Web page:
What does your accent say about you? The above map comes from a website by Rick Aschmann which outlines the geographical locations and characteristics of different North American English dialects (linked above). Rick’s website also includes audio samples of each dialect, and several charts and guides describing how sounds differ between each dialect.
This diversity is important because our communication analytics data shows that 38% of other’s impressions of you is driven by your voice, and especially in the workplace, accents often come with stereotypes. A survey from Harris Interactive found that “half of adults think those with a British accent are sophisticated (47%)… and, while half of adults think that speakers with New York City accents are rude (51%), very few adults say the same for any other accent listed (between 14% and 4%).” People with Southern accents are considered to be nice, although possibly uneducated while people with a New England accent are more likely to be considered intelligent. However, the study goes on to explain that these stereotypes are relative to our own accents. One in six Easterners say those with a New York City accent are honest (16%), compared to very few in other regions who agree (between 4% and 6%). Adults from different regions were asked to consider four equally qualified applicants who were distinguishable by accent alone. Across the board, people were more likely to choose the applicant whose accent was similar to their own.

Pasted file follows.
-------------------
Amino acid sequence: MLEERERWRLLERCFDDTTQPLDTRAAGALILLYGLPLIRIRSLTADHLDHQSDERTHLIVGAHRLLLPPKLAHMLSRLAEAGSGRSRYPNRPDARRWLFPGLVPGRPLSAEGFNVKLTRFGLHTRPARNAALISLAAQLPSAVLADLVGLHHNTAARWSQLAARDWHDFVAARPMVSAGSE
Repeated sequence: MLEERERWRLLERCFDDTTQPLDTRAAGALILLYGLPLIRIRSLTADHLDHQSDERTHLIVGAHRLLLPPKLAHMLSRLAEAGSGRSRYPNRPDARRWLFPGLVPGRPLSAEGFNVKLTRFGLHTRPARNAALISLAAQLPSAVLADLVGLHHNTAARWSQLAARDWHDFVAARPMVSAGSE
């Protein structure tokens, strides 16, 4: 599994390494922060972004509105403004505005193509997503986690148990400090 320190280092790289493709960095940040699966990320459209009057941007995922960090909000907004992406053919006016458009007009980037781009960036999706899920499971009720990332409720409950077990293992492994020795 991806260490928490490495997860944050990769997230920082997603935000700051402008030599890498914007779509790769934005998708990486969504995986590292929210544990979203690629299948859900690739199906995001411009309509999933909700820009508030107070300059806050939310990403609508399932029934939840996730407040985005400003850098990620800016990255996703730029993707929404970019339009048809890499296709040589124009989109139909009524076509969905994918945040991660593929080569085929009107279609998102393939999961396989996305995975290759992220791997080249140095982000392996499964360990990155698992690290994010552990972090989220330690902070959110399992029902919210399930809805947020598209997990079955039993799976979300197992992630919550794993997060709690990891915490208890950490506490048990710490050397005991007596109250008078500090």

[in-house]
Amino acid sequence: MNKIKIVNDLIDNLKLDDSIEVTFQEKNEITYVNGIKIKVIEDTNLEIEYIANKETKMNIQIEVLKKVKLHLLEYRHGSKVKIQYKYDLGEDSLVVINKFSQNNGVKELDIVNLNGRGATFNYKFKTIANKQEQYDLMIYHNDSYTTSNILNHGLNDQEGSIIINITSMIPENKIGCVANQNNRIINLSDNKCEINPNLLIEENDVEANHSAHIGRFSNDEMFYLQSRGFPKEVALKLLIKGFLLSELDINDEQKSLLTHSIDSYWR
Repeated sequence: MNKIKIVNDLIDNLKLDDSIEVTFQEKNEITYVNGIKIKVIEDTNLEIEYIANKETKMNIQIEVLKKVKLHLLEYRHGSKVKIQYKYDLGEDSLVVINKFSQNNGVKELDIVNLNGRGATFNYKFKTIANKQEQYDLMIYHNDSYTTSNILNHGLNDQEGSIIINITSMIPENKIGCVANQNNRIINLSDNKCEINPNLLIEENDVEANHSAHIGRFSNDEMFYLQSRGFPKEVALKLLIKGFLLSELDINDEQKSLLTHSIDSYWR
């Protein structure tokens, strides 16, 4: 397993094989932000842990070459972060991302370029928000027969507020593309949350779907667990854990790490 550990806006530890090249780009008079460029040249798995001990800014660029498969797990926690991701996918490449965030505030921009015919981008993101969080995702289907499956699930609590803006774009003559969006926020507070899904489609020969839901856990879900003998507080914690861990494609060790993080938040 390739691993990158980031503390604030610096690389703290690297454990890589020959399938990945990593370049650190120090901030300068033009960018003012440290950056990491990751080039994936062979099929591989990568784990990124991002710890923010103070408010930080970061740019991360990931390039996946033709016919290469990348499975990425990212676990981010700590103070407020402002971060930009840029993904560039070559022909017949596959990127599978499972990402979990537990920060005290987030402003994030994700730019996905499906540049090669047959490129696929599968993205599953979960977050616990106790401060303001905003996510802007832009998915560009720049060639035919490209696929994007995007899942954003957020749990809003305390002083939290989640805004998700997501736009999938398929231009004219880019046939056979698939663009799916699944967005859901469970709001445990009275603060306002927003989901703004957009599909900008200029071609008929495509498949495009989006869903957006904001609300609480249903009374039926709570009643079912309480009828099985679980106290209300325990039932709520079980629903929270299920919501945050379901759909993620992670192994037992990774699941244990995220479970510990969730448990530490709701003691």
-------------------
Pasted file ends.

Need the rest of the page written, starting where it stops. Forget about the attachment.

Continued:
Research from the University of Chicago, quoted in Scientific American, suggests that people tend to distrust messages which are harder to process or understand. When someone speaks with a heavy accent that is different than our own, it reduces cognitive fluency, or the ease with which the brain processes stimuli. Other studies have shown that we tend to prefer messages that are easier to understand. Companies with names that are easier to pronounce sell shares at higher rates. Simple changes to a message such as using a clear font or causing words to rhyme (without changing the content) can affect how people judge a message.
It is important to be aware of how your audience will perceive you. Whether fair or not, assumptions about different accents do exist. You need to make your message as clear and easy to process as possible in order to gain audience trust.